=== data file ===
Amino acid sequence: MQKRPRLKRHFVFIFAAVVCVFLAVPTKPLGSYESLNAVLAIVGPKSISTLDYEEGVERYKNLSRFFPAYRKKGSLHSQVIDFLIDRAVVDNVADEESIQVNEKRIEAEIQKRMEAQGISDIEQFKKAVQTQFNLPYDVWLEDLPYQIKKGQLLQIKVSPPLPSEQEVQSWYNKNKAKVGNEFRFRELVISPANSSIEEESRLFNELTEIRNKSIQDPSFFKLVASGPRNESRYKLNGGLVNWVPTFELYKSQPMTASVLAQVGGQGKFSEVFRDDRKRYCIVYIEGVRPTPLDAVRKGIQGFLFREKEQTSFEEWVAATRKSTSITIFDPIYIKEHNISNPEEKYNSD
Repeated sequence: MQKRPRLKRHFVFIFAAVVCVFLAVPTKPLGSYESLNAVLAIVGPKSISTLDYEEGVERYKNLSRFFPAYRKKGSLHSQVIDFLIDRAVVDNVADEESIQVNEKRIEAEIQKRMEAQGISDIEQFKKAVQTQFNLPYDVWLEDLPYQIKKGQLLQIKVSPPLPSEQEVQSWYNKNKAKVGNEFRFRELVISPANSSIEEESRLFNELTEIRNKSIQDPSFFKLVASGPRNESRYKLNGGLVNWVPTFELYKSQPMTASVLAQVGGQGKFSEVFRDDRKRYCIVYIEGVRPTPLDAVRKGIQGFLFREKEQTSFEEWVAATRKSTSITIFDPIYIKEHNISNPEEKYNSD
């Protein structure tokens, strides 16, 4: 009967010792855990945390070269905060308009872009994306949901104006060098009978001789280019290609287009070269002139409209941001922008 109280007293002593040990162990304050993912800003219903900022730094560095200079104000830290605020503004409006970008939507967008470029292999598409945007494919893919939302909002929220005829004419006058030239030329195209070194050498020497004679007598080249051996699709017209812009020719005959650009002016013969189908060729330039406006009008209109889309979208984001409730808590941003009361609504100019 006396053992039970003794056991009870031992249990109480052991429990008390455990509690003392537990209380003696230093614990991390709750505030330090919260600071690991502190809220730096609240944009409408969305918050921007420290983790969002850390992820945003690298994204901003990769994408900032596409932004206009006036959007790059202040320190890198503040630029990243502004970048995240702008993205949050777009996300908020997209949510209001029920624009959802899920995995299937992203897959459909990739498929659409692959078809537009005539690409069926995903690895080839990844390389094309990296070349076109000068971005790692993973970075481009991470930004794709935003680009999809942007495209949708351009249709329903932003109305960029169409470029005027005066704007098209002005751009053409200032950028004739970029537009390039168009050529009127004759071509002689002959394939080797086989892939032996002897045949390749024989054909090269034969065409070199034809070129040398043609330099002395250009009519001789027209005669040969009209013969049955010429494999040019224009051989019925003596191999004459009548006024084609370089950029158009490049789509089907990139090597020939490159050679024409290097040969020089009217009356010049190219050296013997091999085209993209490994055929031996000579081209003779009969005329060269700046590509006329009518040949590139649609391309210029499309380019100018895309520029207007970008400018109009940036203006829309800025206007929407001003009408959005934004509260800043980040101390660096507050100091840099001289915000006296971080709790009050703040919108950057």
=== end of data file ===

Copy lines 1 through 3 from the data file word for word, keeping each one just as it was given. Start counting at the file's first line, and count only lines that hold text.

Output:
Amino acid sequence: MQKRPRLKRHFVFIFAAVVCVFLAVPTKPLGSYESLNAVLAIVGPKSISTLDYEEGVERYKNLSRFFPAYRKKGSLHSQVIDFLIDRAVVDNVADEESIQVNEKRIEAEIQKRMEAQGISDIEQFKKAVQTQFNLPYDVWLEDLPYQIKKGQLLQIKVSPPLPSEQEVQSWYNKNKAKVGNEFRFRELVISPANSSIEEESRLFNELTEIRNKSIQDPSFFKLVASGPRNESRYKLNGGLVNWVPTFELYKSQPMTASVLAQVGGQGKFSEVFRDDRKRYCIVYIEGVRPTPLDAVRKGIQGFLFREKEQTSFEEWVAATRKSTSITIFDPIYIKEHNISNPEEKYNSD
Repeated sequence: MQKRPRLKRHFVFIFAAVVCVFLAVPTKPLGSYESLNAVLAIVGPKSISTLDYEEGVERYKNLSRFFPAYRKKGSLHSQVIDFLIDRAVVDNVADEESIQVNEKRIEAEIQKRMEAQGISDIEQFKKAVQTQFNLPYDVWLEDLPYQIKKGQLLQIKVSPPLPSEQEVQSWYNKNKAKVGNEFRFRELVISPANSSIEEESRLFNELTEIRNKSIQDPSFFKLVASGPRNESRYKLNGGLVNWVPTFELYKSQPMTASVLAQVGGQGKFSEVFRDDRKRYCIVYIEGVRPTPLDAVRKGIQGFLFREKEQTSFEEWVAATRKSTSITIFDPIYIKEHNISNPEEKYNSD
């Protein structure tokens, strides 16, 4: 009967010792855990945390070269905060308009872009994306949901104006060098009978001789280019290609287009070269002139409209941001922008 109280007293002593040990162990304050993912800003219903900022730094560095200079104000830290605020503004409006970008939507967008470029292999598409945007494919893919939302909002929220005829004419006058030239030329195209070194050498020497004679007598080249051996699709017209812009020719005959650009002016013969189908060729330039406006009008209109889309979208984001409730808590941003009361609504100019 006396053992039970003794056991009870031992249990109480052991429990008390455990509690003392537990209380003696230093614990991390709750505030330090919260600071690991502190809220730096609240944009409408969305918050921007420290983790969002850390992820945003690298994204901003990769994408900032596409932004206009006036959007790059202040320190890198503040630029990243502004970048995240702008993205949050777009996300908020997209949510209001029920624009959802899920995995299937992203897959459909990739498929659409692959078809537009005539690409069926995903690895080839990844390389094309990296070349076109000068971005790692993973970075481009991470930004794709935003680009999809942007495209949708351009249709329903932003109305960029169409470029005027005066704007098209002005751009053409200032950028004739970029537009390039168009050529009127004759071509002689002959394939080797086989892939032996002897045949390749024989054909090269034969065409070199034809070129040398043609330099002395250009009519001789027209005669040969009209013969049955010429494999040019224009051989019925003596191999004459009548006024084609370089950029158009490049789509089907990139090597020939490159050679024409290097040969020089009217009356010049190219050296013997091999085209993209490994055929031996000579081209003779009969005329060269700046590509006329009518040949590139649609391309210029499309380019100018895309520029207007970008400018109009940036203006829309800025206007929407001003009408959005934004509260800043980040101390660096507050100091840099001289915000006296971080709790009050703040919108950057």